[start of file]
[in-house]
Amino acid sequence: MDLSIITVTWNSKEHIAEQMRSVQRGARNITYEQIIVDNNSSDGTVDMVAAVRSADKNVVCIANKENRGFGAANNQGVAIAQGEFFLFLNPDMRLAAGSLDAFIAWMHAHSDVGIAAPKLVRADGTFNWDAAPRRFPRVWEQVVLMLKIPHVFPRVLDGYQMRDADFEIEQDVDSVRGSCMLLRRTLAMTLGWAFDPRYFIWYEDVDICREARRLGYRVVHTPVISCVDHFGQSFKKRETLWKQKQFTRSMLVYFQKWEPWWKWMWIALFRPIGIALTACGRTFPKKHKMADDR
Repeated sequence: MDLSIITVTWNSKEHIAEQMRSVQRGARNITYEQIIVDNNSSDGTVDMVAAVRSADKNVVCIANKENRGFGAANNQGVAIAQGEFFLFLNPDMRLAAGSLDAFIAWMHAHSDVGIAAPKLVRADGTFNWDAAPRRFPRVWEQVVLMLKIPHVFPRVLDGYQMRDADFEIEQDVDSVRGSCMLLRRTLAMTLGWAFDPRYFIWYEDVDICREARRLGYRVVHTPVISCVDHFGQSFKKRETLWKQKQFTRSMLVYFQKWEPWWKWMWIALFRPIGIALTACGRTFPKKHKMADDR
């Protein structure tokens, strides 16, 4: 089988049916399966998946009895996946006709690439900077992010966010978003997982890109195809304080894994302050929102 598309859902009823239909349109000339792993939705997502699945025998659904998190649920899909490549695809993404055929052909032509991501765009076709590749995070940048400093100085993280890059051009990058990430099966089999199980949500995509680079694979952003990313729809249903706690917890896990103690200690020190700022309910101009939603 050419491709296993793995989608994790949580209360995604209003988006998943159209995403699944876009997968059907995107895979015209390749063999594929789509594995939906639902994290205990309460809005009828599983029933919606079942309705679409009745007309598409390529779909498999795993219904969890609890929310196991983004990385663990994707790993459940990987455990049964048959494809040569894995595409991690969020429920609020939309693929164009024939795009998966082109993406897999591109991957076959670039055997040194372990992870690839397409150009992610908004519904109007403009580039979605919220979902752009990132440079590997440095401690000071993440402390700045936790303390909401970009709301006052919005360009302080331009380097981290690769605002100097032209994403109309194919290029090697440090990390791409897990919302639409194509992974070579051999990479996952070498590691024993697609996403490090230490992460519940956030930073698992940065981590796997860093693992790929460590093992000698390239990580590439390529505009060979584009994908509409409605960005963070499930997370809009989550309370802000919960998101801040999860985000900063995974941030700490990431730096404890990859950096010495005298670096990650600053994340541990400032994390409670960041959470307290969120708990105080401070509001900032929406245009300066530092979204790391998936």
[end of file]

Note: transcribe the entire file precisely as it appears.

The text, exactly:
[in-house]
Amino acid sequence: MDLSIITVTWNSKEHIAEQMRSVQRGARNITYEQIIVDNNSSDGTVDMVAAVRSADKNVVCIANKENRGFGAANNQGVAIAQGEFFLFLNPDMRLAAGSLDAFIAWMHAHSDVGIAAPKLVRADGTFNWDAAPRRFPRVWEQVVLMLKIPHVFPRVLDGYQMRDADFEIEQDVDSVRGSCMLLRRTLAMTLGWAFDPRYFIWYEDVDICREARRLGYRVVHTPVISCVDHFGQSFKKRETLWKQKQFTRSMLVYFQKWEPWWKWMWIALFRPIGIALTACGRTFPKKHKMADDR
Repeated sequence: MDLSIITVTWNSKEHIAEQMRSVQRGARNITYEQIIVDNNSSDGTVDMVAAVRSADKNVVCIANKENRGFGAANNQGVAIAQGEFFLFLNPDMRLAAGSLDAFIAWMHAHSDVGIAAPKLVRADGTFNWDAAPRRFPRVWEQVVLMLKIPHVFPRVLDGYQMRDADFEIEQDVDSVRGSCMLLRRTLAMTLGWAFDPRYFIWYEDVDICREARRLGYRVVHTPVISCVDHFGQSFKKRETLWKQKQFTRSMLVYFQKWEPWWKWMWIALFRPIGIALTACGRTFPKKHKMADDR
């Protein structure tokens, strides 16, 4: 089988049916399966998946009895996946006709690439900077992010966010978003997982890109195809304080894994302050929102 598309859902009823239909349109000339792993939705997502699945025998659904998190649920899909490549695809993404055929052909032509991501765009076709590749995070940048400093100085993280890059051009990058990430099966089999199980949500995509680079694979952003990313729809249903706690917890896990103690200690020190700022309910101009939603 050419491709296993793995989608994790949580209360995604209003988006998943159209995403699944876009997968059907995107895979015209390749063999594929789509594995939906639902994290205990309460809005009828599983029933919606079942309705679409009745007309598409390529779909498999795993219904969890609890929310196991983004990385663990994707790993459940990987455990049964048959494809040569894995595409991690969020429920609020939309693929164009024939795009998966082109993406897999591109991957076959670039055997040194372990992870690839397409150009992610908004519904109007403009580039979605919220979902752009990132440079590997440095401690000071993440402390700045936790303390909401970009709301006052919005360009302080331009380097981290690769605002100097032209994403109309194919290029090697440090990390791409897990919302639409194509992974070579051999990479996952070498590691024993697609996403490090230490992460519940956030930073698992940065981590796997860093693992790929460590093992000698390239990580590439390529505009060979584009994908509409409605960005963070499930997370809009989550309370802000919960998101801040999860985000900063995974941030700490990431730096404890990859950096010495005298670096990650600053994340541990400032994390409670960041959470307290969120708990105080401070509001900032929406245009300066530092979204790391998936």